HomeOutdoorsNewsBlack Bears Spreading to West Michigan Amid Population Boom

Black Bears Spreading to West Michigan Amid Population Boom

by Jon D. B.
black bear standing on hind legs
American black bear standing on hind legs. (Photo by Artur Widak/NurPhoto / Getty Images)

As Michigan’s robust black bear population continues to expand, West Michigan may see the iconic species take residence for the first time in centuries.

The top issue on locals’ minds? Human-bear conflicts. A resurgence of bears in the area will, of course, mean more encounters. But Cody Norton, bear specialist with Michigan Department of Natural Resources (DNR), is quick to ease residents over fear of “bear attacks.”

“Bear attacks are extremely rare and infrequent,” Cody Norton, a bear specialist with the DNR’s Wildlife Division, tells Michigan’s News 8. “There are certain things that you can do to try to avoid situations like that.”

Norton does say, however, that it is time for West Michigan residents to start becoming BearWise. This – not fear – will lead to a much safer co-existence.

“I think one of the biggest things is just getting rid of food sources near your house,” he offers for the outlet. But if you do find yourself up against a black bear, “don’t run away. Do like we would with most of our large predators, make yourself look big, face it, don’t turn around, and pick up your kids and dogs so that they don’t run. That kind of thing.”

The Last Decade Has Seen Significant Growth of Michigan’s Black Bear Population

Michigan’s DNR cites their black bear population as rising sharply over the last decade. The Lower Peninsula, in particular, has seen a sizable boom.

“Right now, our estimate is that [the bear population in the Lower Peninsula] has increased almost 70% since 2012,” Norton cites. “Not only has the abundance increased, but the distribution has increased, as well. We’ve got bears expanding into areas where there have not been bears in the recent past,” he says.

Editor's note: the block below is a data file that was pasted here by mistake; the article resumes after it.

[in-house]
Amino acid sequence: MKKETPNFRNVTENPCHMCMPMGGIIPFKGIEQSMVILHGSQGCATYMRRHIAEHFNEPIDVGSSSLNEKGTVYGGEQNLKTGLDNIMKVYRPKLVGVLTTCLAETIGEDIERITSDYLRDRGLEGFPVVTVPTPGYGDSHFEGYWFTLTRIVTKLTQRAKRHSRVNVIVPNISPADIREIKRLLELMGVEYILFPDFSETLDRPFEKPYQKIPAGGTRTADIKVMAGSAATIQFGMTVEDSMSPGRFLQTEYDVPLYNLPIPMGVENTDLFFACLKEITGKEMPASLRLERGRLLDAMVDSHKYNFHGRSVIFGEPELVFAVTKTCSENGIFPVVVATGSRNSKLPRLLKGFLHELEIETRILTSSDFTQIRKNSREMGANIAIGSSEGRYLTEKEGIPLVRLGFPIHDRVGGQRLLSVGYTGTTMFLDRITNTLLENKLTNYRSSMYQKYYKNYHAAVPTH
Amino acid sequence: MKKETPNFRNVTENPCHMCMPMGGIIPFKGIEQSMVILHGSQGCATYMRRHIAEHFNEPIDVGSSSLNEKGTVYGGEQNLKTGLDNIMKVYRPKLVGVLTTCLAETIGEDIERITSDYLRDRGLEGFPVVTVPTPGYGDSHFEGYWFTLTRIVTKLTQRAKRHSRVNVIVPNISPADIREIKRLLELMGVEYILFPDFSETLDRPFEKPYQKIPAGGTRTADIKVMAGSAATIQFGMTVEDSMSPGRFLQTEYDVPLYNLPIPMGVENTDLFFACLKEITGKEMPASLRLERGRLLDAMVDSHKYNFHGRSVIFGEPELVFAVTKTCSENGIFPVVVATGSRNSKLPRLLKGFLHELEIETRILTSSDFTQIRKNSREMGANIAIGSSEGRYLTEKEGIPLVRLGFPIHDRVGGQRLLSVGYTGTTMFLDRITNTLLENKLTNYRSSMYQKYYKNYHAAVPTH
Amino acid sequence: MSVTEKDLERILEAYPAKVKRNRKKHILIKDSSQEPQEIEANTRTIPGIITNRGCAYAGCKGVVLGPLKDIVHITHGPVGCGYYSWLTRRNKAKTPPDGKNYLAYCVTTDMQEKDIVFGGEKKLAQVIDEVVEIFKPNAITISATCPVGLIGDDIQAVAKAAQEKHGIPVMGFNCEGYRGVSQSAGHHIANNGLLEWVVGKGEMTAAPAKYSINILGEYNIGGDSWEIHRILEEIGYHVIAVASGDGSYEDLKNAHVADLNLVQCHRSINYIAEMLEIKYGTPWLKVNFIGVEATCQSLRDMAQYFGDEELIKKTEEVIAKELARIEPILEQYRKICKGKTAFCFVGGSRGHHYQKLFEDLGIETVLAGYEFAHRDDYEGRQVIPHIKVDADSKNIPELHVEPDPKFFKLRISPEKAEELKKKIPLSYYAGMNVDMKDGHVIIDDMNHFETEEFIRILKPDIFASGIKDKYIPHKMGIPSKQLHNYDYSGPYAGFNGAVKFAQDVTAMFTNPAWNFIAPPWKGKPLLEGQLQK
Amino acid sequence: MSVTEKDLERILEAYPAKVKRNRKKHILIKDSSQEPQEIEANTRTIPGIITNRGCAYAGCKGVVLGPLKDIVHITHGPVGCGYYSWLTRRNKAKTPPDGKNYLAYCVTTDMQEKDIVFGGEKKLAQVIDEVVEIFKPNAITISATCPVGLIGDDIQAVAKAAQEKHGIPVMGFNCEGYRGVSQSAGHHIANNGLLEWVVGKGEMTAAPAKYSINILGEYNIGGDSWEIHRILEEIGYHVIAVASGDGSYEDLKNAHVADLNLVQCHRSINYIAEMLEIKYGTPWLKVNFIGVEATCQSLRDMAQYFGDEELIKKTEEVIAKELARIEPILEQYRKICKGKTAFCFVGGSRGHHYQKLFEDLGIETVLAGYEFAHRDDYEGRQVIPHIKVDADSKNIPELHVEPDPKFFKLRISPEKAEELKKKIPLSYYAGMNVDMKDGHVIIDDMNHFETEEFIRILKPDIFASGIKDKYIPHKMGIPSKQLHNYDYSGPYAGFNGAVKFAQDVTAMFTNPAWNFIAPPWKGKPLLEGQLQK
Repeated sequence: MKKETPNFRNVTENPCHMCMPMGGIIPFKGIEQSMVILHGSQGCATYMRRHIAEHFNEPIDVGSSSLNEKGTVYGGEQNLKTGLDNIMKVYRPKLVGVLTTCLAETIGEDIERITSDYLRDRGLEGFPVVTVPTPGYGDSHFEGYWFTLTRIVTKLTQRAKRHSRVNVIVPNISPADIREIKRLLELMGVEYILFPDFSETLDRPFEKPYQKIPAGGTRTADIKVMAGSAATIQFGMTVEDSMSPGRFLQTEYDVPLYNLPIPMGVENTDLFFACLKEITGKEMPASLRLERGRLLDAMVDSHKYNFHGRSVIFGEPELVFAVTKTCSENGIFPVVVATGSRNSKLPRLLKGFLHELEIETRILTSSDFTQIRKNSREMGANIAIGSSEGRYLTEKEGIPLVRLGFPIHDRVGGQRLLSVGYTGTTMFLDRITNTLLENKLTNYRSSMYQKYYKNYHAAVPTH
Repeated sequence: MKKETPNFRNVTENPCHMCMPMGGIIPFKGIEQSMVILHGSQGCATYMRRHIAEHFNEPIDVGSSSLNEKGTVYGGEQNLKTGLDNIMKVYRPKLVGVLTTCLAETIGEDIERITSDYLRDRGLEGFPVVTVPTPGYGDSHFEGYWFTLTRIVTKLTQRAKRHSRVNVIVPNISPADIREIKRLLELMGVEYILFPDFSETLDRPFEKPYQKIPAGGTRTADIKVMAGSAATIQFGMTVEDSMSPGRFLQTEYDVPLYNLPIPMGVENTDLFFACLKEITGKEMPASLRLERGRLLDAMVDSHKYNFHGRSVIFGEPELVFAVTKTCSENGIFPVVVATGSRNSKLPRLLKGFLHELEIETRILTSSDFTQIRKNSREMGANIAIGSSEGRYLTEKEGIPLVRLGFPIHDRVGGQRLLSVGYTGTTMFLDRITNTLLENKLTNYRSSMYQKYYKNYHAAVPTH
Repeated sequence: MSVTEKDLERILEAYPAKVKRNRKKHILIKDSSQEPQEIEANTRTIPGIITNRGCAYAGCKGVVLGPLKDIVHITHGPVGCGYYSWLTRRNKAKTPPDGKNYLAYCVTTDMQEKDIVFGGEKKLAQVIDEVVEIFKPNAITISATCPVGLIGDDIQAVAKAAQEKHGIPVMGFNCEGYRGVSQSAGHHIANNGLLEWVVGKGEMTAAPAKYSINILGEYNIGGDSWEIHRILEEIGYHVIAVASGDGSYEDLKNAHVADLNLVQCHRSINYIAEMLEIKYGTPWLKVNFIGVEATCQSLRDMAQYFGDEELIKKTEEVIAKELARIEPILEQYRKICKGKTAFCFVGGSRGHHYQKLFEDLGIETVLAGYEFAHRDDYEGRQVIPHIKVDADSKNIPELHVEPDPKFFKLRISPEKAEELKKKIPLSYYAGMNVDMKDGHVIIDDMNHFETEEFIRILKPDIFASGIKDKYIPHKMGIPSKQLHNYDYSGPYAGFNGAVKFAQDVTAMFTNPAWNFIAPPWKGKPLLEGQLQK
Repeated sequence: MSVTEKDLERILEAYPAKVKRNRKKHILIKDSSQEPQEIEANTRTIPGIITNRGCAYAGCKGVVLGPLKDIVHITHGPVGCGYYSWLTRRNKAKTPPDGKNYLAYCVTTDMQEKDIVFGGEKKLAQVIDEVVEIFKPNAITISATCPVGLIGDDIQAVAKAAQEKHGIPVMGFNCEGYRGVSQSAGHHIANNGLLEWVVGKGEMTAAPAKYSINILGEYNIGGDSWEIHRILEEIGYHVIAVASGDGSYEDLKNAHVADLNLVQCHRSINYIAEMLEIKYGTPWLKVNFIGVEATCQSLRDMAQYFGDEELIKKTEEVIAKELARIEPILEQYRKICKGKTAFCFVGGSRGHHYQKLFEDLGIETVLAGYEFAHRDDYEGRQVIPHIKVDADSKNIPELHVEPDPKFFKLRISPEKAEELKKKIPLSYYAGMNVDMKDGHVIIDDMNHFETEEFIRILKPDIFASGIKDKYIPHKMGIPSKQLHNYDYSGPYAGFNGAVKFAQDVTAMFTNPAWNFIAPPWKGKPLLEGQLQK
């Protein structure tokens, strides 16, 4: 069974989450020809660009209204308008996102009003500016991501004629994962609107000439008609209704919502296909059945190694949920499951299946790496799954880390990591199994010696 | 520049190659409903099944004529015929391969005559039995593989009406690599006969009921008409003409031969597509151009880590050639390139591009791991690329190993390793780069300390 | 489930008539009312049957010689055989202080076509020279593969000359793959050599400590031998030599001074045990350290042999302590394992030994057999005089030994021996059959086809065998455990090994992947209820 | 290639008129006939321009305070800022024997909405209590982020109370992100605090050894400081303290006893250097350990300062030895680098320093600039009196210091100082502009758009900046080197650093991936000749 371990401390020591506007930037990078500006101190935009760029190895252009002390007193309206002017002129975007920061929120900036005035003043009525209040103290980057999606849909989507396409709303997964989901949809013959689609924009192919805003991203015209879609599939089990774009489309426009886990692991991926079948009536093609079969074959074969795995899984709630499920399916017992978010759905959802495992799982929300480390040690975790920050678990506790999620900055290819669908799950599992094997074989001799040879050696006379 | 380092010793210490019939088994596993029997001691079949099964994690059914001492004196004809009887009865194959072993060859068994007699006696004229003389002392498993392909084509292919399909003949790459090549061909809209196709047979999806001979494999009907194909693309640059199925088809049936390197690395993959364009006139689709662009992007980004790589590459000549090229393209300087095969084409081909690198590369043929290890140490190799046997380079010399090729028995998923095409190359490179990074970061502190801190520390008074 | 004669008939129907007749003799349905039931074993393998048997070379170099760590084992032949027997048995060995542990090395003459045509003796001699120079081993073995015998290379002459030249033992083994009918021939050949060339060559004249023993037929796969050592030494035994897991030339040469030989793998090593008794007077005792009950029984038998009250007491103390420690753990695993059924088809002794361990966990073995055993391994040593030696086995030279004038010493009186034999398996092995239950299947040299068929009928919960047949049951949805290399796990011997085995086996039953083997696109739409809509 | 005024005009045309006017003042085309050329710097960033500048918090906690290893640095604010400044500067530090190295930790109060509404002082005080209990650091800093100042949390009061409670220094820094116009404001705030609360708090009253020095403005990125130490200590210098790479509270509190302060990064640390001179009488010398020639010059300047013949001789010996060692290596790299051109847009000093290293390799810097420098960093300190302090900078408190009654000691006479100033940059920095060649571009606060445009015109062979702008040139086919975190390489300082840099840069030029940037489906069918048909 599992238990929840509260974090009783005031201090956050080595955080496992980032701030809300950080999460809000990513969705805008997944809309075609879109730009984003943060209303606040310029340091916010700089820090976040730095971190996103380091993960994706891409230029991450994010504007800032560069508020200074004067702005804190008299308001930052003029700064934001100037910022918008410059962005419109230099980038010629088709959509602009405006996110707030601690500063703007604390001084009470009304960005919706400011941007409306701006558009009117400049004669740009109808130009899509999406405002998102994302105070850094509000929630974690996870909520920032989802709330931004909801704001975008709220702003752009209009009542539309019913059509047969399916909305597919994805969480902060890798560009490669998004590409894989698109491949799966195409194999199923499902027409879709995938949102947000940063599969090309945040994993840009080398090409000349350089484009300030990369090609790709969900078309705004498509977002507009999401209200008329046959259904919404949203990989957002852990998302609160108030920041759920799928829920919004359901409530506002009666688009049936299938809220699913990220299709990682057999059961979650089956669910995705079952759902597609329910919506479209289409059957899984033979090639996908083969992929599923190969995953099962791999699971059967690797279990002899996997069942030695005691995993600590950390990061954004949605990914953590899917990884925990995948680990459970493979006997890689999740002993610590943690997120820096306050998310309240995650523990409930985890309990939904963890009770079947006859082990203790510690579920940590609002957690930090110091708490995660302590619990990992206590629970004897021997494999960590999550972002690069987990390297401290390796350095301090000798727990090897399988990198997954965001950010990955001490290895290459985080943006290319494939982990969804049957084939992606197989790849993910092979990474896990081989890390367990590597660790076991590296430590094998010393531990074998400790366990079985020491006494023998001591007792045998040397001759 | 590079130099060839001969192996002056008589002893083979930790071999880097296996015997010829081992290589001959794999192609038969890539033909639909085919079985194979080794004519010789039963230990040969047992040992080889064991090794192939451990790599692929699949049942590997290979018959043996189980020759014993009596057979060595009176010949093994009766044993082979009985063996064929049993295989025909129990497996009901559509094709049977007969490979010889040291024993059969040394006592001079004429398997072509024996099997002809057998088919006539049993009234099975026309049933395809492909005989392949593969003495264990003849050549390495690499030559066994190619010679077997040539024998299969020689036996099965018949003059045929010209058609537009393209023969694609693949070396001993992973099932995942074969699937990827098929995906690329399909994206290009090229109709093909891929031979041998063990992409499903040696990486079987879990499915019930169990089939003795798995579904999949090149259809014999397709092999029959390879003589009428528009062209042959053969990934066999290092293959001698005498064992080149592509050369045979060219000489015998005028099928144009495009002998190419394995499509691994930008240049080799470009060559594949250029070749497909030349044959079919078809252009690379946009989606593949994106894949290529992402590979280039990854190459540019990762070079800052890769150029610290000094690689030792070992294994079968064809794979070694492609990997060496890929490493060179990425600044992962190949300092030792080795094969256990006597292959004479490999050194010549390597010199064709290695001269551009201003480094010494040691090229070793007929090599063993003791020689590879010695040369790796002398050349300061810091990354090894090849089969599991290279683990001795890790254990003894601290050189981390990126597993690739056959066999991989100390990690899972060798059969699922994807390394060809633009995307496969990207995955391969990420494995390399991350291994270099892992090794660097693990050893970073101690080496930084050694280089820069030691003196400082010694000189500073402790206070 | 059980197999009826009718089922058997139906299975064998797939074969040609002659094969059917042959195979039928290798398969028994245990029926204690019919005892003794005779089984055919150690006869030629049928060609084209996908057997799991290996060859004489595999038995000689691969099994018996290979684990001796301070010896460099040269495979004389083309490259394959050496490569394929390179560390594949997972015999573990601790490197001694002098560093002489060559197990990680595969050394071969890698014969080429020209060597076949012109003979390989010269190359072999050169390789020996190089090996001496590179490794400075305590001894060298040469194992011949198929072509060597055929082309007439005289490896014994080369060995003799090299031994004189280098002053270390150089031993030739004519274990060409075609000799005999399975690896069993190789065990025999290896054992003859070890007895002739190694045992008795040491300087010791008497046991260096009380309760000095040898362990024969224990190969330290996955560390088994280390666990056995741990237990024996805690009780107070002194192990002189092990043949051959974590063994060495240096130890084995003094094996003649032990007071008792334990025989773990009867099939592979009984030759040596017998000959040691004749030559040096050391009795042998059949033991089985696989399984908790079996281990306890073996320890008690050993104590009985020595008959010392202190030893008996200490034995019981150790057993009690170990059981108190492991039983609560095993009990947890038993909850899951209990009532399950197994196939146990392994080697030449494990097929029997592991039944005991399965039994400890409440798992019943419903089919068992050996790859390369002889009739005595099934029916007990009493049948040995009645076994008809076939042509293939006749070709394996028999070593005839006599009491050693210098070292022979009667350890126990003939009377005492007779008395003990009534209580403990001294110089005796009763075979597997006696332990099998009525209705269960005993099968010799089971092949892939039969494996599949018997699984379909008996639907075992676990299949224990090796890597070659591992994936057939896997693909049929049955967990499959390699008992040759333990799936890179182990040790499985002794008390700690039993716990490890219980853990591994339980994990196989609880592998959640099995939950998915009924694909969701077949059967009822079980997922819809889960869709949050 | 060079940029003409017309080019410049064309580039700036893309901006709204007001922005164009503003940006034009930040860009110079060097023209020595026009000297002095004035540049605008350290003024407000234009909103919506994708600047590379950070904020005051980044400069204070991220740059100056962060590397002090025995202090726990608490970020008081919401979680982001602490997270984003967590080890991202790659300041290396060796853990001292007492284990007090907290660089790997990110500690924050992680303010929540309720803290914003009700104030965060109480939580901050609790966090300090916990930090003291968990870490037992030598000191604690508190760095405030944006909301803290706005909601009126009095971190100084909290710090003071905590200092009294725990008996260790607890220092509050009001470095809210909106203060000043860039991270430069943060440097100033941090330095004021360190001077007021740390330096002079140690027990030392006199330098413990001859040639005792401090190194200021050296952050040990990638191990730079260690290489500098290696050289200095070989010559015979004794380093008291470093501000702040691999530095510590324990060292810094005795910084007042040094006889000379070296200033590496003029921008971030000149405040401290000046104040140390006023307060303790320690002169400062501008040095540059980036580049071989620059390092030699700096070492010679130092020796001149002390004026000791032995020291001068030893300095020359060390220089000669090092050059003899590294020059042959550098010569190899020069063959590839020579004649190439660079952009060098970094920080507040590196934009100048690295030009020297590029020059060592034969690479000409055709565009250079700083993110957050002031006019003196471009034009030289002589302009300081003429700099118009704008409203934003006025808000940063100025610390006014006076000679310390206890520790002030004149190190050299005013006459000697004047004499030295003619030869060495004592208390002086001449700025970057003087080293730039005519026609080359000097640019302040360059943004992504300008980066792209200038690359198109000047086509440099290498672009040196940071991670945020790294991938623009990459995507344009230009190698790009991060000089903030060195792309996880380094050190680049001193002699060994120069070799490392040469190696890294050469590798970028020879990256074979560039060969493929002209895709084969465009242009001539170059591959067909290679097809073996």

As more bears compete for resources, they’re having to spread out into areas that, well, don’t already have bears. Enter West Michigan.

Approximately 10,650 black bears call the Upper Peninsula home, DNR says. Around 2,200 reside the Lower Peninsula. Statewide, 1,900 bears were allowed to be harvested in 2022 bear hunting seasons to aid population control.

Hunting will continue to be integral to Michigan bear conservation, too. As natural wanderers, black bears inhabit a home range of 50+ square miles on average. There’s overlap between bears, as a result, but the majority do not share territory if they can help it. This, again, means spreading out.

‘We are starting to see bears colonize and do well in habitats that previously we might not have expected them to do that in’

Boars (males) are especially territorial and can expand their range to an incredible 300+ square miles. And in Michigan, this means non-populated areas should expect to see a lot more bears in the coming years.

“Typically, black bears need forests in order to do well. But in Michigan and in other areas, we are starting to see bears colonize and do well in habitats that previously we might not have expected them to do that in,” Norton explains.

“In the Gladwin area, bears have typically been kind of stopped right around where it turns to mostly [agriculture]. Now we’re starting to see them keep creeping down.”

As for where West Michiganders can expect black bears, “Along waterways, rivers, things like that where you’re going to have more of a forested habitat that might be more conducive,” Norton adds.

“I think it’s going to be something very interesting for us to watch and see what is enough,” he concludes.

For more on how to be BearWise, see our National Parks Journal: How to Be BearWise with Great Smoky Mountains’ Lead Wildlife Biologist next.